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Geoff Kors

Geoff Kors

Posted: November 11, 2009 10:54 AM

Now What? The Long and Winding Road towards LGBT Equality

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It has been a tumultuous week since last Tuesday’s elections. Maine voters stripped their lesbian, gay, bisexual and transgender friends and neighbors of the right to marry. Meanwhile, Kalamazoo residents voted to preserve anti-discrimination protections, and Washingtonians said “yes” to domestic partnerships. Now that the votes are in, it’s time to reflect on what is next in the push for full equality.

It’s the responsibility of legislatures to pass laws that prohibit discrimination in employment, housing and public services and facilities based on sexual orientation, gender identity and other protected classes like race and religion. It’s the responsibility of the courts to intervene and interpret those laws when needed. It is the courts that ensure the government does not discriminate against individuals in these protected groups. They ensure that individuals in these groups cannot be denied marriage licenses, access to government programs or government jobs when the legislature doesn’t do so.

For instance, the courts stepped in when California voters tried to repeal protections against housing discrimination based on race and tried to strip the children of undocumented workers of health care and education. The courts stepped in when Colorado voters tried to repeal protections from discrimination based on sexual orientation and prevent the legislature from enacting laws in the future to protect gay people.

Why?  Because the majority does not have the right under the United States Constitution to overturn laws providing equality to a protected minority group and deny the legislative and judicial branches their right -- and obligation -- to enact such laws. Period. End of story.

Well, it should be the end of the story. But over the past year, voters have stripped away marriage rights in California and Maine. And the California Supreme Court failed in its obligation to protect our fundamental freedom to marry.

So now what? What does the path forward look like?

1.  Federal courts are considering a challenge to Prop 8 on the grounds that it violates the United States Constitution. This case argues that Prop 8 denies same-sex couples the same right as opposite-sex couples to obtain a government-issued marriage license for no reason other than the majority’s animus towards us. Equality California strongly supports this case. We have filed a powerful brief asking the Court to overturn Prop 8 and restore the right of same-sex couples to marry in California. The Obama Administration needs to join the fight and stop the abhorrent abuse of the initiative process to eliminate the rights of any targeted minority. The Administration can do this without taking a position on marriage, even though Obama’s continued opposition to equality for same-sex couples remains extremely troubling to us. I strongly encourage you to sign our petition asking the Administration to file a brief in support of this case, and ask your friends and family to sign it, too.

2.  We must stop endorsing and giving money to candidates for office who do not support full and complete equality for every person regardless of sexual orientation or gender identity -- and let them know why. EQCA’s Political Action Committee does not support candidates who do not believe in our equality 100 percent, including marriage equality and insurance coverage for transition-related care for transgender people. And that has been our policy for many years. Until the politicians who take our community for granted realize that they no longer count on our vote unless we can count on theirs, they will not change their ways. We must make it clear that there is no middle ground. Either you support equality or you don’t.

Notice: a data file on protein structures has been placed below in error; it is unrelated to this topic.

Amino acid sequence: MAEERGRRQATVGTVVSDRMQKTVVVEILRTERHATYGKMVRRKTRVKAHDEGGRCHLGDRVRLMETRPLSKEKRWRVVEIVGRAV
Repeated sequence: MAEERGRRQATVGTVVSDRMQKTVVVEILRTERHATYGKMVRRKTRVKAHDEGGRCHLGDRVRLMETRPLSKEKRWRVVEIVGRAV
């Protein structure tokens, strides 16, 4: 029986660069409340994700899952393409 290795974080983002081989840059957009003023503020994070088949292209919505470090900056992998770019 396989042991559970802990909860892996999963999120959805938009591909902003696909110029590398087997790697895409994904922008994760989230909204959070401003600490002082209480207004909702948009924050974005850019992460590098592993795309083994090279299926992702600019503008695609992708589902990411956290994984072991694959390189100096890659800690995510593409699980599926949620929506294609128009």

3.  We must make it clear that there is nothing wrong with children learning that there are LGBT people. Our children should understand why every child should grow up in a world where they know they are safe and will be able to fall in love and get married regardless of their sexual orientation or gender identity. That is why we worked so hard to pass a bill in California establishing Harvey Milk Day, and we will continue to work for an inclusive curriculum. Those who oppose marriage equality are using fear and children to scare people. By working to ensure an inclusive curriculum we can take this argument away from them. And in the meantime, we need to test different messages and messengers in response to their attacks so we can learn how to best respond now, rather than in the middle of an election.

4.  Most importantly, we must continue to come out and tell our stories. This is critical no matter what the court decides or if another initiative moves forward. The Let California Ring coalition, which includes allies such as the American Civil Liberties Union, California NOW and the NAACP, has the goal to achieve not just equality but understanding and acceptance. And every time we share our lives and every day we live authentically as LGBT people or as out and vocal allies, we create the change we are seeking. 

While I remain sad and angry about what happened in Maine, the results in Washington and Kalamazoo and the election of LGBT candidates in places throughout our nation demonstrate the progress we have made. Add these victories to the passage of federal hate crimes legislation, the signing of the Harvey Milk Day bill, marriage victories in Vermont and Iowa and the many other gains our community has made this year alone, and there is much reason for hope. We are making tremendous progress and, while there will continue to be setbacks along the way, we will prevail. 


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